ERIC Number: ED433245
Record Type: Non-Journal
Publication Date: 1999-Apr
Reference Count: N/A
A Developmental Model of Algebra Problem Solving: Trade-offs between Grounded and Abstract Representations.
Koedinger, Kenneth R.; Alibali, Martha W.; Nathan, Mitchell J.
This paper presents a developmental model of students' acquisition of competence in quantitative and algebraic problem solving. A key notion underlying the developmental model is a distinction between grounded and abstract representations. Grounded representations, like story problems, are more concrete and familiar, closer to physical objects and everyday events. Abstract representations, like symbolic equations, are concise and easy to manipulate, but are distanced from any physical objects of reference. The complementary computational characteristics of grounded and abstract representations lead to hypotheses about the order of skill acquisition. In prior research, the authors demonstrated that early in the development of algebraic competence, the advantages of grounded representations outweigh those of abstract representations--for simpler problems, students are better at story problems than the analogous equations. This paper presents two studies that test the hypothesis that later in algebra development, the advantages of abstract representations emerge--for more complex problems, students are better at equations than the analogous story problems. Includes 6 tables, 7 figures, and 16 references. (Author/WRM)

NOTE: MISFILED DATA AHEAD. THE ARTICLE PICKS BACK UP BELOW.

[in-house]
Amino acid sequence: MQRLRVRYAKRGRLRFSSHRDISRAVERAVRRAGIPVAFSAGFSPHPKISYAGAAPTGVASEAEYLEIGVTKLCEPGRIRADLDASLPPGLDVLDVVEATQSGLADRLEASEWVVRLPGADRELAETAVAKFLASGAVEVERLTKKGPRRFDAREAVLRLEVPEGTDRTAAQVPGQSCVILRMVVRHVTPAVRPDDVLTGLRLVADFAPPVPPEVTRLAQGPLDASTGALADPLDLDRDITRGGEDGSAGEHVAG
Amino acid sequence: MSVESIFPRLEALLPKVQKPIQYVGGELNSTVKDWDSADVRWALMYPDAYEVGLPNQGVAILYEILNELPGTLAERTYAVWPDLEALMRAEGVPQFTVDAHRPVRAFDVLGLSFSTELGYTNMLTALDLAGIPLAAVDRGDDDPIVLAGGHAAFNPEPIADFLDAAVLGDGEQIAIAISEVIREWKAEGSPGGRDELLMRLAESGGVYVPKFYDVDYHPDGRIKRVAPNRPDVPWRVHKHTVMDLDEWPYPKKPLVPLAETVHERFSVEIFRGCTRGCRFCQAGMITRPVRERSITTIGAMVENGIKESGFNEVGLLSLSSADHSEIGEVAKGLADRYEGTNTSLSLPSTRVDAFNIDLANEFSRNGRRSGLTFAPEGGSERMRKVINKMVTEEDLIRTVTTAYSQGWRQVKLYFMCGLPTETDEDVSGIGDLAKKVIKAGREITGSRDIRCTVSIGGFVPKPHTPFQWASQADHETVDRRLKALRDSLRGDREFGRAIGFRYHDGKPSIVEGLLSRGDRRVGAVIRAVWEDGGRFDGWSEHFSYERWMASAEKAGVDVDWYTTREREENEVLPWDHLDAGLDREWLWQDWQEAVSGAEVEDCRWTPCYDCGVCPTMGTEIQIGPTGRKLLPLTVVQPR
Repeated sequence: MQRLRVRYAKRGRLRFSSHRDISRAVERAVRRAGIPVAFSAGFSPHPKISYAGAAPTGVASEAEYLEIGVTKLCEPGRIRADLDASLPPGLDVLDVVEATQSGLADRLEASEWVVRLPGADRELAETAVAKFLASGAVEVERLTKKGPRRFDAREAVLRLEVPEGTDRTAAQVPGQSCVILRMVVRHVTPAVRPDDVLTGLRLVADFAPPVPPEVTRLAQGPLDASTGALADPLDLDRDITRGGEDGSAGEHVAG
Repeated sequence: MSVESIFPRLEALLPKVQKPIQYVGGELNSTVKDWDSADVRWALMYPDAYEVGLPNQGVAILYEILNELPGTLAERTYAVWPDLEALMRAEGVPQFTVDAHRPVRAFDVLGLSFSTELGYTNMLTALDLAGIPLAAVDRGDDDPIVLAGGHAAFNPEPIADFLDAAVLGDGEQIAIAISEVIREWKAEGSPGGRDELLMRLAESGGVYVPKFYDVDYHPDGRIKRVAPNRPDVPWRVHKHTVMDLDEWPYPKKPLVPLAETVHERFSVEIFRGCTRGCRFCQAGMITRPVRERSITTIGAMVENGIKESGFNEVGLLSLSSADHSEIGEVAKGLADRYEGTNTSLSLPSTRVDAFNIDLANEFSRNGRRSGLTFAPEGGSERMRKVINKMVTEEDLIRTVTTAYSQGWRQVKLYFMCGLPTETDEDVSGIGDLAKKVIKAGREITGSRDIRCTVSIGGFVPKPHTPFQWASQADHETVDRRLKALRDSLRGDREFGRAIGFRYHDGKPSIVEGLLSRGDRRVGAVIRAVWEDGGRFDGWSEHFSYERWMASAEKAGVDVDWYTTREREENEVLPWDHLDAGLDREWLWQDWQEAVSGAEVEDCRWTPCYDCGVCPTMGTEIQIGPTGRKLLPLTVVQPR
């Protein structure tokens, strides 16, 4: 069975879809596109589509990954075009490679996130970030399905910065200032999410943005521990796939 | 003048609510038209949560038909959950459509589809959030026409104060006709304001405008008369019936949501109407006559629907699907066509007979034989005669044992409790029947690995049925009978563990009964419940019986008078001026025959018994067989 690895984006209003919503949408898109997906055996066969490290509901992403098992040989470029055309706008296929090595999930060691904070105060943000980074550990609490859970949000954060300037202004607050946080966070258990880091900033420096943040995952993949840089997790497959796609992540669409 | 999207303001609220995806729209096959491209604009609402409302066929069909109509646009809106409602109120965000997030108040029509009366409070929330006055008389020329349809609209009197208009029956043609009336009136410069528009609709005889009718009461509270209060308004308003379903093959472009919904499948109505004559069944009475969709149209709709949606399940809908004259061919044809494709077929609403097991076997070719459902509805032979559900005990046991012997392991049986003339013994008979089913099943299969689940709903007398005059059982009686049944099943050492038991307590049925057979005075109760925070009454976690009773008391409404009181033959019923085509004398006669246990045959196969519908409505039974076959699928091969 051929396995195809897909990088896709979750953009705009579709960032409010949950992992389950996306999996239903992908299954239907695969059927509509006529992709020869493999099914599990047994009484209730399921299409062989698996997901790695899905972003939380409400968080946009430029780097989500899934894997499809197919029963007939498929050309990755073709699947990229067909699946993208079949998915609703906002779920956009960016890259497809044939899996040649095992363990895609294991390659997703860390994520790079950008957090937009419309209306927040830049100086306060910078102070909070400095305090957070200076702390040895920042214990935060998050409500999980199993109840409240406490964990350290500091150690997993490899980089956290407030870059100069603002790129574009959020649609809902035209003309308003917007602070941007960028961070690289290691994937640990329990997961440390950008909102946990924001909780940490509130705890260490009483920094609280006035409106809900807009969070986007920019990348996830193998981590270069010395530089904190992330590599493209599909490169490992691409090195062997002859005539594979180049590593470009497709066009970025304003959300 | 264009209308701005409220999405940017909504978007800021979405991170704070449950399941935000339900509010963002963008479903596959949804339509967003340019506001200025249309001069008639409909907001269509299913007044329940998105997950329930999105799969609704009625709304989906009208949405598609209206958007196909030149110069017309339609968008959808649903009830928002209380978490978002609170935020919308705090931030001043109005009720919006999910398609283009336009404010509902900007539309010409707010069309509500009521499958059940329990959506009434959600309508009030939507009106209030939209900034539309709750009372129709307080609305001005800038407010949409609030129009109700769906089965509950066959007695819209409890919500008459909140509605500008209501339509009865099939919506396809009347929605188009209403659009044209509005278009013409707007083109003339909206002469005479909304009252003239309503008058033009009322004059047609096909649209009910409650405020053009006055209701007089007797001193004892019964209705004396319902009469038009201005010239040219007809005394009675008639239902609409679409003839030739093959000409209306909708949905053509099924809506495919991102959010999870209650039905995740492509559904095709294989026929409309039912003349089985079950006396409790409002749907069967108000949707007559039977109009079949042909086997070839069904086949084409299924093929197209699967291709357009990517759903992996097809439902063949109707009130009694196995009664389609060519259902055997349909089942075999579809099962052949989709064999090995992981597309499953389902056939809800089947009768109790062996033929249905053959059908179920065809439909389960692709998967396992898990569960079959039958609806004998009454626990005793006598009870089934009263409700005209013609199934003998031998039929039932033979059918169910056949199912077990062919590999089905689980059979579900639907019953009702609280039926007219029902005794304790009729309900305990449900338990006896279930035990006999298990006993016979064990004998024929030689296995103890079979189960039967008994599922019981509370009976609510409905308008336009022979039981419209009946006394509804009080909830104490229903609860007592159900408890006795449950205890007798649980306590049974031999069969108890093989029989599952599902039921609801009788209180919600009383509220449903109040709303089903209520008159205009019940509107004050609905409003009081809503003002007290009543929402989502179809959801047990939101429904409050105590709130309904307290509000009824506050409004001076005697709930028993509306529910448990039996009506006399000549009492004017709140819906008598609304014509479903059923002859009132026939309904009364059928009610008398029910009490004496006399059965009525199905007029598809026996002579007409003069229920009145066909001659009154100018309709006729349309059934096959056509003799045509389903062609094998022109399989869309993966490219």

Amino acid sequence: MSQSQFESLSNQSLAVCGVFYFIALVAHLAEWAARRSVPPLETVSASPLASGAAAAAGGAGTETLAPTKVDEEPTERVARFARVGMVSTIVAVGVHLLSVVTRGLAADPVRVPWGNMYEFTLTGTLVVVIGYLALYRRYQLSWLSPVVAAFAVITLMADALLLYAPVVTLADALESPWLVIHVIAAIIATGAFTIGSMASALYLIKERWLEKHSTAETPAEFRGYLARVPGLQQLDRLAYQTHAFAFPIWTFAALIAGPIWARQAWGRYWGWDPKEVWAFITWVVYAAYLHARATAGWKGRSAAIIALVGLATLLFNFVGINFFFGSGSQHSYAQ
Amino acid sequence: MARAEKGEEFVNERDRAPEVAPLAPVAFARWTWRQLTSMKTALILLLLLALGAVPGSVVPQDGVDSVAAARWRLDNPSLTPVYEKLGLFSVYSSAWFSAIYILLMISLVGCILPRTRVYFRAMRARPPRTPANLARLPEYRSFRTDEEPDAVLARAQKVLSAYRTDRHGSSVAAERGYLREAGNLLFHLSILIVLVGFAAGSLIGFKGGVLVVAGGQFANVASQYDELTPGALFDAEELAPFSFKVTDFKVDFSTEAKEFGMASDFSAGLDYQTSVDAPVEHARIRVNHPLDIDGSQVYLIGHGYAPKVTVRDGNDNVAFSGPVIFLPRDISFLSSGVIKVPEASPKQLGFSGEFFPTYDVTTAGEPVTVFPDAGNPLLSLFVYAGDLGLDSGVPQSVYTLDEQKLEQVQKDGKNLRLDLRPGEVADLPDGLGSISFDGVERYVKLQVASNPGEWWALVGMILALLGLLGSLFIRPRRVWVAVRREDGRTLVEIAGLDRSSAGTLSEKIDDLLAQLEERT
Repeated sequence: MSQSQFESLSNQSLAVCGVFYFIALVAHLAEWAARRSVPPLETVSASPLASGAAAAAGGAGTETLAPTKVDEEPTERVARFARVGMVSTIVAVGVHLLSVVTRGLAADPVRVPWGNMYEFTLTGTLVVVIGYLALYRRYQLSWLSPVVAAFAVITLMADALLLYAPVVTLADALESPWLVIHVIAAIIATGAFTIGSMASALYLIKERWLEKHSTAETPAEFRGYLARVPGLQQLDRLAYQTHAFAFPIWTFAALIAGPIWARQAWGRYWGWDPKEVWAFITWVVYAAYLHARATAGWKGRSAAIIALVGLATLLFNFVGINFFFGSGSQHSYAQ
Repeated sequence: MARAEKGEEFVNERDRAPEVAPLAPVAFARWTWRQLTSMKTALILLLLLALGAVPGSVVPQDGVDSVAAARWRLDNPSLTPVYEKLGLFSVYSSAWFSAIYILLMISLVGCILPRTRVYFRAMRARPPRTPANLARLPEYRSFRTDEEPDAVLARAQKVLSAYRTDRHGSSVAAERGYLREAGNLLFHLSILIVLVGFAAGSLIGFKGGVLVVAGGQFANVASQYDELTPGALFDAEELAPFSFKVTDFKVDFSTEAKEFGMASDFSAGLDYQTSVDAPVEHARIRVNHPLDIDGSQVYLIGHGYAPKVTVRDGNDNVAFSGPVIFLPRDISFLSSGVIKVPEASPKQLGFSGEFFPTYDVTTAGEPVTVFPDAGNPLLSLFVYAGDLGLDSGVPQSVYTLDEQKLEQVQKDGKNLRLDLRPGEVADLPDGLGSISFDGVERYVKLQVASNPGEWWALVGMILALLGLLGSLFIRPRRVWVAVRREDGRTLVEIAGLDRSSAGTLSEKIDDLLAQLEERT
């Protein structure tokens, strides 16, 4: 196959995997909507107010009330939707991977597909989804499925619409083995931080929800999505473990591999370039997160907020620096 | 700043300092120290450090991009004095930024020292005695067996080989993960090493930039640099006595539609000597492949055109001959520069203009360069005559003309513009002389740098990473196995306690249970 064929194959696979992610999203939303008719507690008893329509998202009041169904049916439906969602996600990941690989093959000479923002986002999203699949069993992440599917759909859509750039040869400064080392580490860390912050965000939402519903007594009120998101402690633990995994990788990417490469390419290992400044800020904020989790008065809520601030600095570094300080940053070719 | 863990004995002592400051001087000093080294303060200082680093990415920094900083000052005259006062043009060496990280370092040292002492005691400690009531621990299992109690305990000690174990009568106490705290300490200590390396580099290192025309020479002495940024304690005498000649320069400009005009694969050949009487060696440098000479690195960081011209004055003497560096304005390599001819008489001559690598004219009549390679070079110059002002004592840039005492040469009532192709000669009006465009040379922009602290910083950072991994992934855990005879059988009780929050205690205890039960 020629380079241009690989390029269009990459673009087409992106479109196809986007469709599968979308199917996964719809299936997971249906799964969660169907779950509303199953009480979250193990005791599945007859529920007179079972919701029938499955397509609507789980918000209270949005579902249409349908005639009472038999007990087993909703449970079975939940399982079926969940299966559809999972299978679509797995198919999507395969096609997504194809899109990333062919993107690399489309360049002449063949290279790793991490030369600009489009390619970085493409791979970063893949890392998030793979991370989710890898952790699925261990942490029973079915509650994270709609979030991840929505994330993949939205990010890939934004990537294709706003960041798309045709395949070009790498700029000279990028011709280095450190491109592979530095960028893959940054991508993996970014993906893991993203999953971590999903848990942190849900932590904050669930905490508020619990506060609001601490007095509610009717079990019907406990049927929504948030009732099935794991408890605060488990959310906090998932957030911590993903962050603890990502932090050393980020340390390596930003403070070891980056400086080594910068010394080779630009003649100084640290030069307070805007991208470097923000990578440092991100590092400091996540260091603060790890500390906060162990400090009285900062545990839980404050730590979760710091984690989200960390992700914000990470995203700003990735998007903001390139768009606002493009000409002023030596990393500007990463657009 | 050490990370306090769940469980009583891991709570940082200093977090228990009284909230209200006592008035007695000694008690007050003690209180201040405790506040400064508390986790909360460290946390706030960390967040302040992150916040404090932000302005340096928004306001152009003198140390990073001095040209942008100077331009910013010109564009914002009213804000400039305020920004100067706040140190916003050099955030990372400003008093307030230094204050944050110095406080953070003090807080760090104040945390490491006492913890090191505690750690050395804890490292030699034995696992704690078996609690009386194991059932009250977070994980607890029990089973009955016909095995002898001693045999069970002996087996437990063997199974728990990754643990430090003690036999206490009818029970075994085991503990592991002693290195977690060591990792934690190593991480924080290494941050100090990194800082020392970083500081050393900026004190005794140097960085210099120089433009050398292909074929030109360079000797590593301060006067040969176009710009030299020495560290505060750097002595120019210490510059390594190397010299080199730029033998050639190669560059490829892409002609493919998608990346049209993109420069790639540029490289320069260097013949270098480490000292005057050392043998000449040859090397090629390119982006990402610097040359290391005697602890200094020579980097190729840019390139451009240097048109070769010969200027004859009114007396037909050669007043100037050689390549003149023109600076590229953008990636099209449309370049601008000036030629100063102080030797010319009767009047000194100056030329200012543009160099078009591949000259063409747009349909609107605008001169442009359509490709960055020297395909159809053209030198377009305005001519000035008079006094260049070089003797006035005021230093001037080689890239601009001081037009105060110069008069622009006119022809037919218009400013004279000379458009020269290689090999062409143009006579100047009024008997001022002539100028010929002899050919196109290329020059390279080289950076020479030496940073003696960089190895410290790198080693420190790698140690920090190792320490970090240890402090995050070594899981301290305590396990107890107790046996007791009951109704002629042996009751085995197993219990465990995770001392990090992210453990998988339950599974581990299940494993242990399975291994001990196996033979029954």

Publication Type: Reports - Research; Speeches/Meeting Papers
Education Level: N/A
Authoring Institution: N/A